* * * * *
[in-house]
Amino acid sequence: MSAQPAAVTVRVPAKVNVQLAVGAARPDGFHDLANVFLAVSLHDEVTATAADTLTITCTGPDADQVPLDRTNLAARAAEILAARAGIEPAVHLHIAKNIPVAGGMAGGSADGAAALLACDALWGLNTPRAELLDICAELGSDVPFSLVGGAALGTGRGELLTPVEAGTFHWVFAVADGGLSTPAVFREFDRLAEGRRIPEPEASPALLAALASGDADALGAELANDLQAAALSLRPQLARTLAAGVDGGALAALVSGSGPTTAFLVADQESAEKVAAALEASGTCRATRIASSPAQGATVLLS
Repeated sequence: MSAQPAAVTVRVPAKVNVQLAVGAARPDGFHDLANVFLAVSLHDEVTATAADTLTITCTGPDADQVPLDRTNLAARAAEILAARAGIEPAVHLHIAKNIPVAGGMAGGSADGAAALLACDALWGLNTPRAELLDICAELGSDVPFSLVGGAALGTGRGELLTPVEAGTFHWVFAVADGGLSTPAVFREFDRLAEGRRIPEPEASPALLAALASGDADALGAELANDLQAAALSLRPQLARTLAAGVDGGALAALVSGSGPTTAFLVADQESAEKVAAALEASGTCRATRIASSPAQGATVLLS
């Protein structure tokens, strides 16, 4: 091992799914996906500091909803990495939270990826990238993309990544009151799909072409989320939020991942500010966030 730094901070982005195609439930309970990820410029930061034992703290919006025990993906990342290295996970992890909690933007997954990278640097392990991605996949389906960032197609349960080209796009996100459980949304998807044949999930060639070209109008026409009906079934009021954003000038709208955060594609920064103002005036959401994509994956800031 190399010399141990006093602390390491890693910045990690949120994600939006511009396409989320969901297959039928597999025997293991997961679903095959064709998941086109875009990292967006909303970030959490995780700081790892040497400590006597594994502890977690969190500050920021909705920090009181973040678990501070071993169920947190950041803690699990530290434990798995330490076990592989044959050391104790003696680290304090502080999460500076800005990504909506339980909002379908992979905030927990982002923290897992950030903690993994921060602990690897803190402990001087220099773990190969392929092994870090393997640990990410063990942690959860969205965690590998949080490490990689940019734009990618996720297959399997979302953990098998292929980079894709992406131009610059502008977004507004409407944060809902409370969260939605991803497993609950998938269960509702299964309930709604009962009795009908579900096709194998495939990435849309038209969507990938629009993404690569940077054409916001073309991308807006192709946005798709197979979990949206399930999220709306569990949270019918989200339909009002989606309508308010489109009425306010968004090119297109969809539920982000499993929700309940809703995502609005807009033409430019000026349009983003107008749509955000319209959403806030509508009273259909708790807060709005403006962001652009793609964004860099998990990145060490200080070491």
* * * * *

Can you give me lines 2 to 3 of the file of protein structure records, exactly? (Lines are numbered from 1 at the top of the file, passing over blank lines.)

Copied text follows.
Amino acid sequence: MSAQPAAVTVRVPAKVNVQLAVGAARPDGFHDLANVFLAVSLHDEVTATAADTLTITCTGPDADQVPLDRTNLAARAAEILAARAGIEPAVHLHIAKNIPVAGGMAGGSADGAAALLACDALWGLNTPRAELLDICAELGSDVPFSLVGGAALGTGRGELLTPVEAGTFHWVFAVADGGLSTPAVFREFDRLAEGRRIPEPEASPALLAALASGDADALGAELANDLQAAALSLRPQLARTLAAGVDGGALAALVSGSGPTTAFLVADQESAEKVAAALEASGTCRATRIASSPAQGATVLLS
Repeated sequence: MSAQPAAVTVRVPAKVNVQLAVGAARPDGFHDLANVFLAVSLHDEVTATAADTLTITCTGPDADQVPLDRTNLAARAAEILAARAGIEPAVHLHIAKNIPVAGGMAGGSADGAAALLACDALWGLNTPRAELLDICAELGSDVPFSLVGGAALGTGRGELLTPVEAGTFHWVFAVADGGLSTPAVFREFDRLAEGRRIPEPEASPALLAALASGDADALGAELANDLQAAALSLRPQLARTLAAGVDGGALAALVSGSGPTTAFLVADQESAEKVAAALEASGTCRATRIASSPAQGATVLLS